9. 9. nimum number of bits per character CORRELATED 0 SOURCES quences that they can be faithfully so Dmptions regarding the encoders and Slepian-Wolf Coding are not at all obvious, are presented “Ye, ,Y, .Y,;.. Y ENCODER “‘11000..~ RATE RY ; ..Y-,*,Yo*8Y,p...he Rx-Ry plane. They generalize asingle information sequence,namely Fig. 1. Correlated source coding configuration.n.DUCTIONent neralize, to the case of twon well-known results on the discrete information source. deredis that depictedin Fig. 1.ormation sequences. * .,X- 1, , . . . are obtained by repeated discrete bivariate distributionourceis constrained to operateher source, while the decoder HtXIY) H(X) H(X,Y) RX binary messagestreams. We Fig. 2. Admissible rate region W corresponding to Fig. 1ber of bits per sourcecharacterd messagestreams in order to ensureaccuratereconstruction by the decoderof the outputs assume thatbothis transmitted at H(Y) are presentedas an of Y information sources.The results 1972; revised December 28, 1972. we operate at a two-dimensional rateFig. 2. Note that two encoded of Hawaii, Honolulu, Hawaii, and N.J. 07974. allowed message corner point in region Slepian-Wolfthis streamsas shown of the 93for the in 93for regiony of Hawaii, Honolulu, Hawaii, on for this corner we can have can R, < H(X) syndrome of al- channel code of Brooklyn, Brooklyn, N.Y. case point we both use the and R, -c H(Y) a as a binning schemersity of South Australia. Downloaded on January 17, 2009 at 20:51 from IEEE Xplore. Restrictions apply. 6 / 26
  10. 10. Binning with Syndrome Bin 1 Bin 2 Bin 3 encoding of X can be done by random binning the syndrome of a linear code is used for binning 7 / 26
  11. 11. Dual Channel Correlated sources: assume sources X and Y with P(X, Y) = P(X)P(Y|X) generate X according to P(X) transmit X over the channel P(Y|X) to obtain Y 8 / 26
  12. 12. Dual Channel Correlated sources: assume sources X and Y with P(X, Y) = P(X)P(Y|X) generate X according to P(X) transmit X over the channel P(Y|X) to obtain Y What is the channel that is seen by the channel decoder? in general it is the dual channel which is not equal to P(Y|X) nor P(X|Y) the channel seen by the decoder is always a symmetric channel with uniform input therefore, linear codes can be used for the simple case of two binary sources correlated via a BSC all these channels are the same 8 / 26
  13. 13. Linear Block Codes, Syndrome and Rates x N C= x ∈ {0, 1} xHT = 0 N M Rc = N−M N =1− M N 9 / 26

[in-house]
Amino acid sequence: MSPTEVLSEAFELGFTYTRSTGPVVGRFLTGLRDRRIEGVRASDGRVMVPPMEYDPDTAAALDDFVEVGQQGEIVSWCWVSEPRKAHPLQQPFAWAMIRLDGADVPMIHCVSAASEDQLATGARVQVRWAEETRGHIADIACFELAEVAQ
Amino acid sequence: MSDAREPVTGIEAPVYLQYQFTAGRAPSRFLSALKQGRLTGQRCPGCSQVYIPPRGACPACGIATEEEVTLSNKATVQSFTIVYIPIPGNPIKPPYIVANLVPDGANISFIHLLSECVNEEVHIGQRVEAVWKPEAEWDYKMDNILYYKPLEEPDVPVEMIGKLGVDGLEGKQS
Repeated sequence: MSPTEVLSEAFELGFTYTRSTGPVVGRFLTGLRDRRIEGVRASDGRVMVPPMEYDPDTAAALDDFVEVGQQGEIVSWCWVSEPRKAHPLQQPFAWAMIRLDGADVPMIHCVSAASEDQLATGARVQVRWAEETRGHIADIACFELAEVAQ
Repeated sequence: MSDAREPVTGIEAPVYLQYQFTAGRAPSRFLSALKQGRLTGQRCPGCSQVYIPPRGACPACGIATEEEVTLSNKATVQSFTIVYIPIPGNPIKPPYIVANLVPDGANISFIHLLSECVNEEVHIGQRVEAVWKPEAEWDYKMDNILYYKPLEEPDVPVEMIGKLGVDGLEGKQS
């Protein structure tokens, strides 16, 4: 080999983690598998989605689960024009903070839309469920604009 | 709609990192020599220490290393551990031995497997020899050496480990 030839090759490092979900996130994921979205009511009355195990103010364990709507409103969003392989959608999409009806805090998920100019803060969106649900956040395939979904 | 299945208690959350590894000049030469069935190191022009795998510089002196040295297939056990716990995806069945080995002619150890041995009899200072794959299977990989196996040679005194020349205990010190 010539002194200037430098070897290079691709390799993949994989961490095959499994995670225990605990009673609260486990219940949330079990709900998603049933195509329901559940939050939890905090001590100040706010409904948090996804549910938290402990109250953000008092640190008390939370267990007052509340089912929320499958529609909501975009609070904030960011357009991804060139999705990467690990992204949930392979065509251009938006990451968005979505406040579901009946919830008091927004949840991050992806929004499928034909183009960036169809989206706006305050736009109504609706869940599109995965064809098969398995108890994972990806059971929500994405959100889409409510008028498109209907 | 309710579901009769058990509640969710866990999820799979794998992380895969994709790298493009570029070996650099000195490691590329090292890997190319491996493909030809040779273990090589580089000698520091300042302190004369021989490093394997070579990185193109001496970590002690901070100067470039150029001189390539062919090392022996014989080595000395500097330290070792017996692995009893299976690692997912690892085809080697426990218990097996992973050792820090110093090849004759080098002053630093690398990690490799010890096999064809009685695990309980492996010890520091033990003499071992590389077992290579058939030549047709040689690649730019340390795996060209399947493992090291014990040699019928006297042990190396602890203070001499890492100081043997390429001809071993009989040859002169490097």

14. 14. Linear Block Codes, Syndrome and Rates x N C= x ∈ {0, 1} xHT = 0 N M Rc = N−M N =1− M N x s N Cs = x ∈ {0, 1} xHT = s N M Rs = M N = 1 − Rc efficiency parameter f = M H(X|Y) = M NH(X|Y) = Rs H(X|Y) 9 / 26
  15. 15. LDPC Codes N   0 0 0 0 0 0 0 0 1 0 1 0 1 0 1 0  0 0 0 0 0 0 1 1 0 1 0 1 0 0 0 0     0 1 1 0 0 0 0 1 0 0 1 0 0 0 0 0     1 1 0 1 0 0 0 0 0 0 0 0 0 1 0 0  H=    M  1 0 0 0 0 1 0 0 0 0 0 1 0 0 1 0   0 0 0 0 1 0 0 0 0 1 0 0 1 1 0 0     0 0 0 1 1 0 0 0 1 0 0 0 0 0 0 1  dc 0 0 1 0 0 1 1 0 0 0 0 0 0 0 0 1 dv 10 / 26
  16. 16. Outline Basics Channel Coding Slepian-Wolf Coding Binning and the Dual Channel Linear Block Codes, Syndrome and Rates QKD Reconciliation System Setup Example Optimisation Conclusions 11 / 26
  17. 17. Quantum Key Distribution Public Channel Alice Bob X Y Quantum  Channel Alice and Bob generate a common key they communicate via a quantum channel and a public channel Eve attempts to gain knowledge of the key 12 / 26
  18. 18. System Setup X Public Encoder (Alice) Channel Bob Y the quantum channel creates a correlated source Alice observes X and Bob observes Y Alice has to communicate at least H(X|Y) over the public channel this corresponds to the corner point of the Slepian-Wolf region 13 / 26
  19. 19. Aims Aims of QKD: Alice and Bob want to create a common key the goal is to maximise the key generation rate this does not necessarily require error free communication (as long as the errors are detectable) the key generation rate can be limited by the quantum channel (quantum source) the data rate over the public channel the processing capabilities of Bob 14 / 26
  20. 20. Example Algorithm 1 Algorithm 2 WER 1 1 0.8 0.8 0.6 0.6 0.4 0.4 0.2 0.2 0 0 0.15 0.2 0.25 0.3 0.35 0.4 0.45 0.15 0.2 0.25 0.3 0.35 0.4 0.45 rs rs 15 / 26
  21. 21. Example Algorithm 1 Algorithm 2 WER 1 1 0.8 0.8 0.6 0.6 0.4 0.4 0.2 0.2 0 0 0.15 0.2 0.25 0.3 0.35 0.4 0.45 0.15 0.2 0.25 0.3 0.35 0.4 0.45 rs rs 15 / 26
  22. 22. Example Algorithm 1 Algorithm 2 WER Keyrate 1 1 0.8 0.8 0.6 0.6 0.4 0.4 0.2 0.2 0 0 0.15 0.2 0.25 0.3 0.35 0.4 0.45 0.15 0.2 0.25 0.3 0.35 0.4 0.45 rs rs 15 / 26
  23. 23. Example Algorithm 1 Algorithm 2 WER Keyrate Time 1 1 0.8 0.8 0.6 0.6 0.4 0.4 0.2 0.2 0 0 0.15 0.2 0.25 0.3 0.35 0.4 0.45 0.15 0.2 0.25 0.3 0.35 0.4 0.45 rs rs 15 / 26
  24. 24. Optimisation Problem maximum achievable key rate rk,max = fk (rs , pX,Y ) word error probability pe = fe (rs , pX,Y , A) decoding complexity td = ft (rs , pX,Y , A) 16 / 26
  25. 25. Optimisation Problem maximum achievable key rate rk,max = fk (rs , pX,Y ) word error probability pe = fe (rs , pX,Y , A) decoding complexity td = ft (rs , pX,Y , A) Optimisation Problem rk = max {rk,max (1 − pe )} subject to td < td,max where the maximisation is taken over 0 < rs < 0.5 all decoding algorithms A 16 / 26
  26. 26. Optimisation The decoding algorithm can either be fixed chosen from a fixed set of algorithms adaptively changed during the decoding process (e.g., gear-shift decoding) The coding rate can either be fixed chosen from a fixed set of rates (rate-compatible codes) adaptively changed during the decoding process (rateless codes) 17 / 26
  27. 27. Message-Passing Decoders Lch Lcv,j Lvc,j Lvc,i Lcv,i Sum-Product Algorithm (SPA) dv dc Lvc,j Lvc,i = Lch + Lcv,j Lcv,i = 2 tanh−1 tanh 2 j=1 j=i j=1 j=i Min-Sum Algorithm (MSA) dv dc Lvc,i = Lch + Lcv,j Lcv,i = α · min |Lvc,j | · sign(Lvc,j ) j=i j=1 j=i j=1 j=i Binary Message-Passing (BMP) mvc,i = majority(mch , mcv,j ) mcv,i = xor mvc,j j=i 18 / 26